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Governing in a hurry: The fleeting nature of unified control

Political Theater, Episode 194

Speaker Nancy Pelosi, House Majority Leader Steny H. Hoyer,  House Minority Leader Kevin McCarthy and others look on as President Joe Biden, Vice President Kamala Harris and their spouses depart the Capitol on Inauguration Day. The inauguration marked the first day of unified control of government under Democrats since 2011.
Speaker Nancy Pelosi, House Majority Leader Steny H. Hoyer, House Minority Leader Kevin McCarthy and others look on as President Joe Biden, Vice President Kamala Harris and their spouses depart the Capitol on Inauguration Day. The inauguration marked the first day of unified control of government under Democrats since 2011. (Bill Clark/CQ Roll Call file photo)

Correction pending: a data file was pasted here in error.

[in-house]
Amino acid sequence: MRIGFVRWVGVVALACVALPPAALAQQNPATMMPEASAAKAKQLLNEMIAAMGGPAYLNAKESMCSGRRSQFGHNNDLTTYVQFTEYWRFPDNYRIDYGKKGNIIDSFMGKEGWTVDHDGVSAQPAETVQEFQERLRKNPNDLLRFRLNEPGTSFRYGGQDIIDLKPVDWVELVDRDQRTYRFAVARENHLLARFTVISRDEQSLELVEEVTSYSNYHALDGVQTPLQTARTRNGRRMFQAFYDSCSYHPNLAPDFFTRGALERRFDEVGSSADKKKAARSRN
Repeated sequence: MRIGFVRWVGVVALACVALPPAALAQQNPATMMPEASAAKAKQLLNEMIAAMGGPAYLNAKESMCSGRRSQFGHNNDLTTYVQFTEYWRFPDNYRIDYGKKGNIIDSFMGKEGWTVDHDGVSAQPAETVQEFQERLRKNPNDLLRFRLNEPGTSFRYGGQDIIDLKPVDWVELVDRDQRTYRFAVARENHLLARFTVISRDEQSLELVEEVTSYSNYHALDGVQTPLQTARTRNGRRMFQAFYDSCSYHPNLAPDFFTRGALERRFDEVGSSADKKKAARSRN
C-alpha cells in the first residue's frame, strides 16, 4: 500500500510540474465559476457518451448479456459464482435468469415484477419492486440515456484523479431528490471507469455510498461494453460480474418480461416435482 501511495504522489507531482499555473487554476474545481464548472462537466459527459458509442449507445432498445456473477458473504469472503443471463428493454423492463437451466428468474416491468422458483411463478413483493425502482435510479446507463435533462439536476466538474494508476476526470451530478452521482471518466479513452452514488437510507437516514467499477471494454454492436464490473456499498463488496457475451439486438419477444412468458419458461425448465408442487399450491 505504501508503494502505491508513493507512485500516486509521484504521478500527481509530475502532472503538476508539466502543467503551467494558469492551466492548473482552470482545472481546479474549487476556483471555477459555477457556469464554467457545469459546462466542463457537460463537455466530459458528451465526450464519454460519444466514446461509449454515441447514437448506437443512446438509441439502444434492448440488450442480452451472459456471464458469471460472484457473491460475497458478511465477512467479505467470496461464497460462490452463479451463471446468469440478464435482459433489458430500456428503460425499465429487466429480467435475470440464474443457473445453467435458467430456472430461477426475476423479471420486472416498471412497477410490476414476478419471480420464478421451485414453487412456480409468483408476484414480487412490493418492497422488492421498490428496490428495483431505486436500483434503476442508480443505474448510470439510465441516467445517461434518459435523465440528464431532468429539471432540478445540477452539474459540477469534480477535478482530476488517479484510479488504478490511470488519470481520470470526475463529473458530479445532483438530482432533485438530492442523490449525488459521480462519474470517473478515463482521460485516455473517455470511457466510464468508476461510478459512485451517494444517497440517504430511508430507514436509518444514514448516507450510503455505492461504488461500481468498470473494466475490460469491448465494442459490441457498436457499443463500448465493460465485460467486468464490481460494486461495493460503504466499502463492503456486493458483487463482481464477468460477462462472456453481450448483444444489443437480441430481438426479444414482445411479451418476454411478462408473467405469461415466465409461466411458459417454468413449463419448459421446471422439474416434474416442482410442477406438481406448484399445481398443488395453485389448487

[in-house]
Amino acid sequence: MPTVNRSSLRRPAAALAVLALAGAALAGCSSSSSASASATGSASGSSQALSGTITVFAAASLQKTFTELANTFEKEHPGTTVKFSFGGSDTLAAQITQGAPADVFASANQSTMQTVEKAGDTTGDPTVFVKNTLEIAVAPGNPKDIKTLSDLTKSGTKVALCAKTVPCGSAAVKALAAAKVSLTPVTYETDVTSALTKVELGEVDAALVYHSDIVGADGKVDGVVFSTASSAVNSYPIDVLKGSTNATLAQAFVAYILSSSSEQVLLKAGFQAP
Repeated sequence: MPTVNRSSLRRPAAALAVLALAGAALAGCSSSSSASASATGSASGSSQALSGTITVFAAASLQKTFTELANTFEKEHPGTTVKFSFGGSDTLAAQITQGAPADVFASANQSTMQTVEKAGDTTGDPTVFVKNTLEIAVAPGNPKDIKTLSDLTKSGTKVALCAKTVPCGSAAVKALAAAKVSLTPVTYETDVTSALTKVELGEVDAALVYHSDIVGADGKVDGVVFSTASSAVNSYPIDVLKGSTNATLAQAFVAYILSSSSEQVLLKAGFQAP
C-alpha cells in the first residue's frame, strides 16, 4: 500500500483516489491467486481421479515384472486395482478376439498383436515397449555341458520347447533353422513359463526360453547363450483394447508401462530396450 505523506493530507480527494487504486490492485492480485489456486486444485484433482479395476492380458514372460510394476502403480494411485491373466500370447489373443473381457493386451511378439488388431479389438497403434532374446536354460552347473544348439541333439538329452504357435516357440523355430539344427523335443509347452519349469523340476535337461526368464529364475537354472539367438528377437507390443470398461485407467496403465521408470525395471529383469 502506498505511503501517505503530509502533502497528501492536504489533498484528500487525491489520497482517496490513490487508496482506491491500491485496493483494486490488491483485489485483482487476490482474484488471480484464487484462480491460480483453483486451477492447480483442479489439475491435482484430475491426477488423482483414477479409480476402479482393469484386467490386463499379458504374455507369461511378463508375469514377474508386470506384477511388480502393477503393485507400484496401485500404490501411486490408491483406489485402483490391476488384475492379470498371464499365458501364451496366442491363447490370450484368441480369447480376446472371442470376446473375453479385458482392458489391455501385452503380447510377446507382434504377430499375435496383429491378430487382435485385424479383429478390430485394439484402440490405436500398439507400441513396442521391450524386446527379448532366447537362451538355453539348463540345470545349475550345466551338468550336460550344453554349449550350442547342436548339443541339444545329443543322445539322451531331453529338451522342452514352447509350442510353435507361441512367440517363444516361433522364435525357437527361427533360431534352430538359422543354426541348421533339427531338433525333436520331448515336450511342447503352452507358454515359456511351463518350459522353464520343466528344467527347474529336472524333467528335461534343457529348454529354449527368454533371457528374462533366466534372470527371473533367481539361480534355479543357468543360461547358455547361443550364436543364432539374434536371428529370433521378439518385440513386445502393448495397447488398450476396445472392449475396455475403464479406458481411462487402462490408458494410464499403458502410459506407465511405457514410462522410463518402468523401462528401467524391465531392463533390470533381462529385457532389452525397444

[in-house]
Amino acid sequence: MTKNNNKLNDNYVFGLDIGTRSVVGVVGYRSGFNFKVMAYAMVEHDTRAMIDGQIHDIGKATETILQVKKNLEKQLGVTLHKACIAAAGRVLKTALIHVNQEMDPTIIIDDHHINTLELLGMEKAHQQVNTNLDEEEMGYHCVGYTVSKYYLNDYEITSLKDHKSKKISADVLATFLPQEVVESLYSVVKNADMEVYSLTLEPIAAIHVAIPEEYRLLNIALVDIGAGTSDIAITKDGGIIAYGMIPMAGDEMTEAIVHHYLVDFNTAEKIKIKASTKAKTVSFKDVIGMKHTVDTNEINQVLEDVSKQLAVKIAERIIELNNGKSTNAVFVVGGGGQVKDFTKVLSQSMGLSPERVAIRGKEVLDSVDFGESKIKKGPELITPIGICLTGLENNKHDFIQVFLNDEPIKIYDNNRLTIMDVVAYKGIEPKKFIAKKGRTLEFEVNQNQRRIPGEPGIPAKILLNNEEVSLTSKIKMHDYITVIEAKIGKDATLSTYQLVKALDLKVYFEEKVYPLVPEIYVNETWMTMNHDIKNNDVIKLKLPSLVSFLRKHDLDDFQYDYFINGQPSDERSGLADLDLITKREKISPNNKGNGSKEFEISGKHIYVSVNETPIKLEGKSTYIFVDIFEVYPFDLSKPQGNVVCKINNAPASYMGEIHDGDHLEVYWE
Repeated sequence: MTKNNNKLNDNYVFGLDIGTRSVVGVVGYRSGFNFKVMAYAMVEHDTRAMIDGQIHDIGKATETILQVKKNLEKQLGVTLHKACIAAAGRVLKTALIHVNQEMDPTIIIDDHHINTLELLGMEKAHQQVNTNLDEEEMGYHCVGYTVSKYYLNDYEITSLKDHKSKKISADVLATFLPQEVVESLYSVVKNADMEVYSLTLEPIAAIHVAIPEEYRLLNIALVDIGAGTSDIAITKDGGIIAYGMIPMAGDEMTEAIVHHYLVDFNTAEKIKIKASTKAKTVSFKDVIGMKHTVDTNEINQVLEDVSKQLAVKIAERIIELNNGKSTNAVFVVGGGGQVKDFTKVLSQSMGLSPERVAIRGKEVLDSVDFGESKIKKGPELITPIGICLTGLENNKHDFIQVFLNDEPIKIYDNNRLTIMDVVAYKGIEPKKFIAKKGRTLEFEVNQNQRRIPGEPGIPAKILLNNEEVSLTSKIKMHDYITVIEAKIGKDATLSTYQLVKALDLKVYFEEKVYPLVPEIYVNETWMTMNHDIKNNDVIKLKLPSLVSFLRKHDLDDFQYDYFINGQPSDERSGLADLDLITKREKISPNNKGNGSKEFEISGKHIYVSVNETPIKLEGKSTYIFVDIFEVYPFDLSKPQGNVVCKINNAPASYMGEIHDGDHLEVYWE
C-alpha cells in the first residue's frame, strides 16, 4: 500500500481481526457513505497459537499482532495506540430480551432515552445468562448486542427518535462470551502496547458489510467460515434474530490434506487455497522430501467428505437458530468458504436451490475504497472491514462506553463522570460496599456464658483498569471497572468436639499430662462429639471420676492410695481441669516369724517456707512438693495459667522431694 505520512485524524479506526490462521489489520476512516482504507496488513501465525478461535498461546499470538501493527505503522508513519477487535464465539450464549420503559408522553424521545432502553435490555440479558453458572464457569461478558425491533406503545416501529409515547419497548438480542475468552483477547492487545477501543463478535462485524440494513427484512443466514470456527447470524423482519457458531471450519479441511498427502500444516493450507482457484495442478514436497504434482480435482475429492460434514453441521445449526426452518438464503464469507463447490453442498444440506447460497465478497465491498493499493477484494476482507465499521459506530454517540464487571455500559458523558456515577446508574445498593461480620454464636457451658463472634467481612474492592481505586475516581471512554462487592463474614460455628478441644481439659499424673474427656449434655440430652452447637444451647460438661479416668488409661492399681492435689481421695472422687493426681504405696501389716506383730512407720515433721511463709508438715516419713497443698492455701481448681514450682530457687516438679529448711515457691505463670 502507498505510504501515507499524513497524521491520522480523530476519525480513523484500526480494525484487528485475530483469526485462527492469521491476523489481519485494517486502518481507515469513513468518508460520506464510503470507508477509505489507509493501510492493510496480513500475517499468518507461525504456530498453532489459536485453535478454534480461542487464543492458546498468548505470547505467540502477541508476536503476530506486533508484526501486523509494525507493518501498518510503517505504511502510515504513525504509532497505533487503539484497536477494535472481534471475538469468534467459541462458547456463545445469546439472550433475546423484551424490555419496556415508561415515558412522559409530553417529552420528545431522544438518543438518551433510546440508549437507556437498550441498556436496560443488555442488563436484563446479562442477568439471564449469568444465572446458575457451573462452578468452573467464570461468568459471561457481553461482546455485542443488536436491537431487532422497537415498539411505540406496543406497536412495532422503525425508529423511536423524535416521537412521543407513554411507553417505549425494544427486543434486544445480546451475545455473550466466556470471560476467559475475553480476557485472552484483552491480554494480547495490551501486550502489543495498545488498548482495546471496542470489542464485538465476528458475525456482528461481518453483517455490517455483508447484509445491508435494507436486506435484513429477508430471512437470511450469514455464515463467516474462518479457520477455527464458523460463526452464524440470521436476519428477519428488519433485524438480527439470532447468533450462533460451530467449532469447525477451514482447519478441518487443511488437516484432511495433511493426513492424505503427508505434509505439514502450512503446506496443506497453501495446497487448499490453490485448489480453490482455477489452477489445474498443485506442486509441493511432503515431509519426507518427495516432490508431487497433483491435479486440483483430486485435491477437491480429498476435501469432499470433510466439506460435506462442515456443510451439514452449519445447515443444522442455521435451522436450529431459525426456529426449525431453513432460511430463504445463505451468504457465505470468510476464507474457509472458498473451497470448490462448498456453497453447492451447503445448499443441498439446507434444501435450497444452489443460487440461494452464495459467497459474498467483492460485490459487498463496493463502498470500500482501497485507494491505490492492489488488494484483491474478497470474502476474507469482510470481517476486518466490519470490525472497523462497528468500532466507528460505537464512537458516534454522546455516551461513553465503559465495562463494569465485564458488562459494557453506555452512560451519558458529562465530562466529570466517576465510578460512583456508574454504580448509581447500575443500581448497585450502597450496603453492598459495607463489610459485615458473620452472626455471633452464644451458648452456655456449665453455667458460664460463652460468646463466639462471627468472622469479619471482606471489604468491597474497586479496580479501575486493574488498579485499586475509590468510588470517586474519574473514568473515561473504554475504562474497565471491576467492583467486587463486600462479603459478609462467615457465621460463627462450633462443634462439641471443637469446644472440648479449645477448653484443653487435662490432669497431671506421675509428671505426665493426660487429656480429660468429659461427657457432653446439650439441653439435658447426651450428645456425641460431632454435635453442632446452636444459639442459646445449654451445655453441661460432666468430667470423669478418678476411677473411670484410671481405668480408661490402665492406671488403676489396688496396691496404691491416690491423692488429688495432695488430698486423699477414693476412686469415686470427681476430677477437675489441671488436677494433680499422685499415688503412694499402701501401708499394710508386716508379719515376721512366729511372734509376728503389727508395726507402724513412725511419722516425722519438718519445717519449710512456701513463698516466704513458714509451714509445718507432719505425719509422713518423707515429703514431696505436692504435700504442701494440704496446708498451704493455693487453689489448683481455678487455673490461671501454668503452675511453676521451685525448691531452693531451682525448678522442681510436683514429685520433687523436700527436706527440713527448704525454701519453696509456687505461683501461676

“You’re on a roll, kid. Enjoy it while it lasts. Because it never does.” That’s from Oliver Stone’s movie “Wall Street,” uttered by a wise old broker played by Hal Holbrook to hotshot Charlie Sheen in the middle of a string of market gains. The same aphorism applies to politics.

Unified control of the White House and Congress does not happen all that often. We are in one of those periods now, with Joe Biden as president and his fellow Democrats holding the majority in the House and Senate. And they’re pursuing policy like they know their time is limited: enacting a $1.9 trillion COVID-19 relief measure in early March and releasing plans for a multitrillion-dollar infrastructure plan this week.

In this episode of Political Theater, host Jason Dick talks to Molly E. Reynolds of The Brookings Institution about why unified control of government is so rare. And then, CQ Roll Call politics editor Herb Jackson joins Jason to discuss the political consequences of unified control.

Show Notes:

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